the taste space

Socca Pissaladière

Posted in Mains (Vegetarian) by janet @ the taste space on December 3, 2010


Am I even talking in English? Socca Pissaladière? Would it be any worse if I said Ottolenghi’s Socca Pissaladière? Even more gobbledygook!

I’ll take it one word at a time.

Ottolenghi: Yotam Ottolenghi is a British chef that writes The New Vegetarian column in The Guardian. He pushes the concept of traditional cooking, incorporating his Middle Eastern background to today’s best dishes. He has two popular cookbooks: Ottolenghi and Plenty.

Socca: A thick, heavier French chickpea flour crepe. A rustic dish that is supposed to be eaten with your hands.

Pissaladière: A French pizza-like appetizer without tomato sauce or cheese. Instead your dough is typically topped with sautéed onions, garlic, olives and anchovies.

Putting this all together, with Ottolenghi’s twist on the two traditional recipes, we have a light meal with a thick chickpea pancake as the base for lovely caramelized onions and oven-roasted tomatoes.  I first spotted this recipe in his cookbook, Plenty, but a slight variation is also posted through The Guardian. In the cookbook, there is more chickpea flour and 2 whipped egg whites are added to the batter. I didn’t feel like fiddling with extra egg whites, so I stuck to the recipe online. David Lebovitz also has a socca recipe and a key point he makes is to rest the batter over 2 hours before you start to bake it. I have added that to the recipe as well.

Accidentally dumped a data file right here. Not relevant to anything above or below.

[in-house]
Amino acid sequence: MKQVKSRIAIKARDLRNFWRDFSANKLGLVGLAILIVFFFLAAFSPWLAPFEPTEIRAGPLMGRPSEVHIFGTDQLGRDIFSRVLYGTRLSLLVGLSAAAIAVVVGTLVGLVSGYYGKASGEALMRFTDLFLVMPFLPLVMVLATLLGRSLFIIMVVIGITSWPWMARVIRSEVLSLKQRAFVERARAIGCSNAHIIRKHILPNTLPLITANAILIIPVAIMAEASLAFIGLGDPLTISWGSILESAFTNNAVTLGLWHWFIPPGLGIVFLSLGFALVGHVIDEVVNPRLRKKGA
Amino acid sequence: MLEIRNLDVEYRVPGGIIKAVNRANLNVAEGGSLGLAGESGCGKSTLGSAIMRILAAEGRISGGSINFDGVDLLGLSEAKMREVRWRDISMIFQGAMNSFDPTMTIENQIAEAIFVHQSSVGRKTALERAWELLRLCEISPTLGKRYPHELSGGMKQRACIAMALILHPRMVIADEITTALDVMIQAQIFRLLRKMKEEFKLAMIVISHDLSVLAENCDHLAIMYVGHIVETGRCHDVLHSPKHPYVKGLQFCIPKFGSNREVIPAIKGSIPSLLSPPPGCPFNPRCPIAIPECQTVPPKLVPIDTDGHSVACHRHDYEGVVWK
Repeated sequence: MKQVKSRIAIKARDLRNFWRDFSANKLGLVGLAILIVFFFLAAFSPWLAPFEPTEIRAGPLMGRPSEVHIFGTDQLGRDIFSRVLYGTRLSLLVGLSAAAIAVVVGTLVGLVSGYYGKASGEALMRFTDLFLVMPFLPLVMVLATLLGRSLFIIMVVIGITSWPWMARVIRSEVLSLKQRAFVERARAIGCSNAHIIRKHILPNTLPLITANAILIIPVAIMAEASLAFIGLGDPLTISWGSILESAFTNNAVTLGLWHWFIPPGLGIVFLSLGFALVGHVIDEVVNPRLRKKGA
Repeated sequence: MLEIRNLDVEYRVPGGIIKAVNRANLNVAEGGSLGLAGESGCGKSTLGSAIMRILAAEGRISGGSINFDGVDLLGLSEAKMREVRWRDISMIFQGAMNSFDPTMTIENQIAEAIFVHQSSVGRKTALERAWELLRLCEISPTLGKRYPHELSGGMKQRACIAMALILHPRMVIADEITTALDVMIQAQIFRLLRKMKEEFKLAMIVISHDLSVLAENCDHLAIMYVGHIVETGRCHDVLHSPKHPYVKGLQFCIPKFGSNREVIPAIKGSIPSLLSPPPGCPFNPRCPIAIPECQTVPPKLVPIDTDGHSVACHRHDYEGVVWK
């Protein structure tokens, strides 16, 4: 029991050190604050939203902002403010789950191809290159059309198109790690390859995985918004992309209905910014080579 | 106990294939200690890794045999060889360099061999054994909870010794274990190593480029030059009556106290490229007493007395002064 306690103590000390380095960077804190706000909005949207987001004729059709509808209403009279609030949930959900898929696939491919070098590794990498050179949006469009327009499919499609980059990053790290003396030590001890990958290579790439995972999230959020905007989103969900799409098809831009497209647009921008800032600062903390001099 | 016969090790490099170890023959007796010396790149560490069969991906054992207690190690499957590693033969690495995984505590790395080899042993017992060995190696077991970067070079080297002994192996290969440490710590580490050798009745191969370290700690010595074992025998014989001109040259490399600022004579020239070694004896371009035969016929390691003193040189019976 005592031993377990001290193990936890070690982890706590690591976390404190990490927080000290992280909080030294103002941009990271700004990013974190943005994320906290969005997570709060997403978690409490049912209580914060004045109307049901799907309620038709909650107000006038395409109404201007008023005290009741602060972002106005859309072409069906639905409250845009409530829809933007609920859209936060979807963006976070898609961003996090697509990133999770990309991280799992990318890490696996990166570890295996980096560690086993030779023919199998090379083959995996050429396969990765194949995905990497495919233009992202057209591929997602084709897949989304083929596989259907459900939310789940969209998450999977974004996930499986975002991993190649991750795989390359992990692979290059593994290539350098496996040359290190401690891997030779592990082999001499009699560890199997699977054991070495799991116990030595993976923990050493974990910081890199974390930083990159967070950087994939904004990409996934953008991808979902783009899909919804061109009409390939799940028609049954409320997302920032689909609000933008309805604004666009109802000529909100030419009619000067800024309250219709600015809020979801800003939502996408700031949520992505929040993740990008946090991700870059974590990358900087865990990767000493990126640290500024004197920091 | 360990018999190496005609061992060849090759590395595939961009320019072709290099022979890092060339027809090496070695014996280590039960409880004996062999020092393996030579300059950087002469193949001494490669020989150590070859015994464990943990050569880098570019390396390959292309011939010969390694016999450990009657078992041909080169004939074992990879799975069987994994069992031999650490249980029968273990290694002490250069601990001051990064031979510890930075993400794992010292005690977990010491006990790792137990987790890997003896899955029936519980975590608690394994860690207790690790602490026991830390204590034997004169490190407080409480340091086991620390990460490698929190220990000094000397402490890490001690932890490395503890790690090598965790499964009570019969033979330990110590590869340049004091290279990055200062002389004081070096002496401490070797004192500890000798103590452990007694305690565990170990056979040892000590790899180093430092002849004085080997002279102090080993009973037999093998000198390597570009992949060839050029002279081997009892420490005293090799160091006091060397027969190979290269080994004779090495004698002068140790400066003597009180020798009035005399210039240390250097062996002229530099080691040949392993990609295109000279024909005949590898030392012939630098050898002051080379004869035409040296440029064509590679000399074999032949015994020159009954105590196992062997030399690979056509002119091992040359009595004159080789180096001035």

The result of this is a thick, hearty yet still kind of light, nutty pancake that is smothered with silky caramelized onions with a hint of thyme and topped with oven-roasted cherry tomatoes. I liked how the flavours complemented each other so well. My gripe, though, now that I am making all my weekday meals on the weekend is that the leftovers are subprime. Definitely not bring to work kind of leftovers. I can manage some semblance of the original deliciousness if I pop it back in my oven for a few minutes to perk up. But that only works at home.

As well, I had a bit of difficulties making the pancakes. I usually use a non-stick frypan but this recipe calls for a smaller pancake, made in a smaller frypan. My smallest frypan isn’t nonstick, so my socca stuck a few times. Still tasted great, though. Next time, I may default back to my non-stick frypan even if that means the pancakes/crepes will be bigger.


This is my submission to this month’s AWED featuring dishes from France and to this month’s My Legume Love Affair, hosted by Priya.

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